DVD
Otogi Zoshi
Volume 2 - Enemy Shores

Starring (voice): Fumie Mizusawa, Kan Tokumaru, Kenta Miyake and Kumi Sakuma
Manga Entertainment
RRP: 19.99
MANG5023
Certificate: 15
Available 04 September 2006


Japan in the Heian era (794 - 1185) and things are not well in the land. In the capital city of Kyoto the imperial court is at the height of its power, art and literature are flourishing in a creative explosion. However, in the countryside poverty and illness ravishes the land and the capital, itself, is quickly falling into a state of disrepair. In order to halt this decline the emperor must find the missing Magatama. When the five are joined together legend says that the suffering of the land will be alleviated, more than this who ever places the last three will become Emperor. Through a twist of fate Hikaru, disguised as her brother Minamoto, crosses the land with Watanabe no Tsuna, a partially sighted samurai, as her only companion...

Volume Two of the twenty-six episode Otogi Zoshi is finally out, continuing to provide a great narrative married to exquisite looking animation. For some further background on the show have a quick look at the review for Volume One before reading any further. The story continues to combine the best elements of action, quest and political intrigue.

Episode six, Noroi-Jima, and we pick up the story where we left it last time with Hikaru and the gang off to the cursed islands to confront the pirates whom the villages have accused of theft and murder. But things are not always what they seem, as Hikaru quickly discovers. Although Hikaru recovers the Magatama of water, it is not without cost and consequences and the group find themselves shipwrecked and separated.

In Mansairako, Hikaru finds herself washed up in Chinzei, still on the trail of the last Magatama (the Magatama of fire) which she needs to save the capital and the Mikado. The problem is that it is in the hands of Shuten Doji, who has his own plans. For once, Hikaru is revealed to be a woman and she comes close to being raped until she is rescued by Mansairako, who has lost his music troop whilst staring at a sunset - well drugs will do that to you every time.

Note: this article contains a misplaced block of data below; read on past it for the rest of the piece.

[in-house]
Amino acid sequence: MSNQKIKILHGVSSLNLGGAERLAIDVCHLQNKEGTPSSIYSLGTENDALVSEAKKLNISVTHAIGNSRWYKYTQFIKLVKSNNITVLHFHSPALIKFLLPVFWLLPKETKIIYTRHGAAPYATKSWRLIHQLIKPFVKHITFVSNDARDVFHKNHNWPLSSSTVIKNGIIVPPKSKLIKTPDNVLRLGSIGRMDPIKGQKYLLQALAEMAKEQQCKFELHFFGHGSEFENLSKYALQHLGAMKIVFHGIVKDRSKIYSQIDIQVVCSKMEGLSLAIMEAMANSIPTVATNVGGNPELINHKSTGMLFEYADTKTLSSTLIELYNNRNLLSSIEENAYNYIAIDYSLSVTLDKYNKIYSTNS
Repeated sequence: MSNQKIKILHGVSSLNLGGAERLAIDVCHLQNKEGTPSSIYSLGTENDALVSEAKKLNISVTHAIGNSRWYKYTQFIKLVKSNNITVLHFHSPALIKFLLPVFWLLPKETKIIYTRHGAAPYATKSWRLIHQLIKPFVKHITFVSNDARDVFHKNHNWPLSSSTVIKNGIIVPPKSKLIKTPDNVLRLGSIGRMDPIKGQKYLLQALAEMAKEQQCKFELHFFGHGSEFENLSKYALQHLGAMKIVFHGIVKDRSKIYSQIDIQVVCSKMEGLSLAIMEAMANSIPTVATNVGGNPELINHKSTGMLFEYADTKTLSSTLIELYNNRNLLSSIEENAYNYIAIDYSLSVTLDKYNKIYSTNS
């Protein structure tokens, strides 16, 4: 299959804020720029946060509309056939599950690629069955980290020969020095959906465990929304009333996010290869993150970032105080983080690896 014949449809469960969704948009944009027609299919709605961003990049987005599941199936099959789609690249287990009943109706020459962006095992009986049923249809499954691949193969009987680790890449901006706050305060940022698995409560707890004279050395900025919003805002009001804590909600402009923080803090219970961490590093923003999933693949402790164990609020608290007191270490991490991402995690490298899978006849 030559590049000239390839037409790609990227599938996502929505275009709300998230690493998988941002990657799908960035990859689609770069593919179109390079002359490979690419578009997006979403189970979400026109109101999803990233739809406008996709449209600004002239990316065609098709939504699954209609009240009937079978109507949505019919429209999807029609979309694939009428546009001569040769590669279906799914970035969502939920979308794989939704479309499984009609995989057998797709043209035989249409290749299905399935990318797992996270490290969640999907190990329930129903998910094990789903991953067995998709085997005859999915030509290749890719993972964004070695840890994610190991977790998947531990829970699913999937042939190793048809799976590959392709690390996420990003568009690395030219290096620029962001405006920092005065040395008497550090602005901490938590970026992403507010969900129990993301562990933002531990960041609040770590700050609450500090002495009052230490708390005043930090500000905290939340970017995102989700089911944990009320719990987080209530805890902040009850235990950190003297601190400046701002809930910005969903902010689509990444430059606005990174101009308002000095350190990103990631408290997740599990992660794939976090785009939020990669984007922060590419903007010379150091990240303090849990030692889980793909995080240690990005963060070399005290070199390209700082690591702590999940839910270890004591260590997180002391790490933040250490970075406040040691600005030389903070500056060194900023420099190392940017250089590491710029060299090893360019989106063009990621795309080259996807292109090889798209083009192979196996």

Episode Eight: Red Demon, and with the gang back together they are finally in a position to go after the Magatama of fire. But Doji, holed up in the Kumaso stronghold, not only possesses this artefact but also gunpowder - making a frontal assault of the castle suicidal. Unfortunately Kintaro, who was introduced last episode, has joined the quest much to the detriment of the show. This type of character, with his over exaggerated expressions, is more normally found in anime comedies and his continual inclusion does little except spoil the tone of the show. For a minute there, when he bit into a bomb and it went off, I thought that they had gotten rid of him, but the annoying little brat survives. Lady Urabe continues to be an enigma when she calmly announces to the group that she too can create gunpowder bombs - not the sort of thing that your average lady of the court should know.

Episode nine: Darkness and Hikaro, and her companions are in a desperate race to get back to the capital before Shuten Doji and the Kumaso clans have an opportunity to attack. However, Hikaro finds that people often are not over kind to the messenger when they don't like the message.

Volume Two carries on the tradition from Volume One of providing some very high quality extras. If this ever comes out as a box set in the UK (it's already out in the States) it's going to be a killer. First up is a group discussion, running at a little over twenty-two minutes, between director Mizuho Nishikubo, Kazuchika Kise (who is both the character designer and animation director), Shou Tajima (who worked on the original character designs) and Yoshiki Sakurai (the chief writer for the show). If nothing else it shows that these guys take their art and craft very seriously. For the intellectually inclined, and for those wishing to prove that anime isn't just for kids, we have a Tokyo University Lecture on the Heian era, which runs to a healthy twelve minutes and looks at the historical accuracy of the show. Last up is a bunch of original trailers for the show. As per usual there is also a set of trailers for some up and coming shows - always worth a once over.

Audio options on the disc are extensive; you have the choice of either stereo, 5.1, DTS in both English and Japanese, with English subtitles. Normally the English dub is inferior to the original Japanese, but not so in this case. The voice over artists do a superlative job, though some of the translated script is a bit suspect as it moves between a serious tone and some very jarring modern slang.

Given the quality of both the show and the extras on offer, we can only hope that this is the future of Manga releases.

Charles Packer

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